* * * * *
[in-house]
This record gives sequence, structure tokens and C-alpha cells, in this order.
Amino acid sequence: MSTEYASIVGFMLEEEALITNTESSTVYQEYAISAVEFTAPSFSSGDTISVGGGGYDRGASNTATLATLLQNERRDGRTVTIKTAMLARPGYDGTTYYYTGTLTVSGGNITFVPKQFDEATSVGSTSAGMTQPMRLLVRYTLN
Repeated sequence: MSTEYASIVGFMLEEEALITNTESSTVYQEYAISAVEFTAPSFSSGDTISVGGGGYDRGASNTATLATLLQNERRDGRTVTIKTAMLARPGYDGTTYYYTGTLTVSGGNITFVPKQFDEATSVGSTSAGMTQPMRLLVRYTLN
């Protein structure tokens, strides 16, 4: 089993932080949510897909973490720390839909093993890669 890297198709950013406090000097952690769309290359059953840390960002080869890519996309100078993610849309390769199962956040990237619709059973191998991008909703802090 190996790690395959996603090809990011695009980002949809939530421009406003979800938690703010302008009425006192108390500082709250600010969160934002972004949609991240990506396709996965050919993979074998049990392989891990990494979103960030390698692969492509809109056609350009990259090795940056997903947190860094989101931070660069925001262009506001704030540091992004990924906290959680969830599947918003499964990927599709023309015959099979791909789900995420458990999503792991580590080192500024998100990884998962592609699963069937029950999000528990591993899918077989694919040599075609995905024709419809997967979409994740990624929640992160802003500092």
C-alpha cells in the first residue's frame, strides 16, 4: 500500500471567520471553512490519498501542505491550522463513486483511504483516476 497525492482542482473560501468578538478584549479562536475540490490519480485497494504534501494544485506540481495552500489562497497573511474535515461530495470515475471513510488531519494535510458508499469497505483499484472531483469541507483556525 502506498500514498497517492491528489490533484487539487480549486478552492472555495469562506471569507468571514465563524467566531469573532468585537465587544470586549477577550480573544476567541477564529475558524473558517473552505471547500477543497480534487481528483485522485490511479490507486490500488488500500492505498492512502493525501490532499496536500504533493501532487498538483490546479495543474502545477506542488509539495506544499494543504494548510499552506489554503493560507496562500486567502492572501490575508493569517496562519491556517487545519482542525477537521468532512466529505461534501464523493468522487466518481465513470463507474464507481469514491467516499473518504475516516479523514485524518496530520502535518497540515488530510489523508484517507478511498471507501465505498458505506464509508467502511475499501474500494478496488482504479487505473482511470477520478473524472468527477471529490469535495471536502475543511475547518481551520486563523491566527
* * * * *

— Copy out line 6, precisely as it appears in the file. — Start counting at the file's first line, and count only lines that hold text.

C-alpha cells in the first residue's frame, strides 16, 4: 500500500471567520471553512490519498501542505491550522463513486483511504483516476 497525492482542482473560501468578538478584549479562536475540490490519480485497494504534501494544485506540481495552500489562497497573511474535515461530495470515475471513510488531519494535510458508499469497505483499484472531483469541507483556525 502506498500514498497517492491528489490533484487539487480549486478552492472555495469562506471569507468571514465563524467566531469573532468585537465587544470586549477577550480573544476567541477564529475558524473558517473552505471547500477543497480534487481528483485522485490511479490507486490500488488500500492505498492512502493525501490532499496536500504533493501532487498538483490546479495543474502545477506542488509539495506544499494543504494548510499552506489554503493560507496562500486567502492572501490575508493569517496562519491556517487545519482542525477537521468532512466529505461534501464523493468522487466518481465513470463507474464507481469514491467516499473518504475516516479523514485524518496530520502535518497540515488530510489523508484517507478511498471507501465505498458505506464509508467502511475499501474500494478496488482504479487505473482511470477520478473524472468527477471529490469535495471536502475543511475547518481551520486563523491566527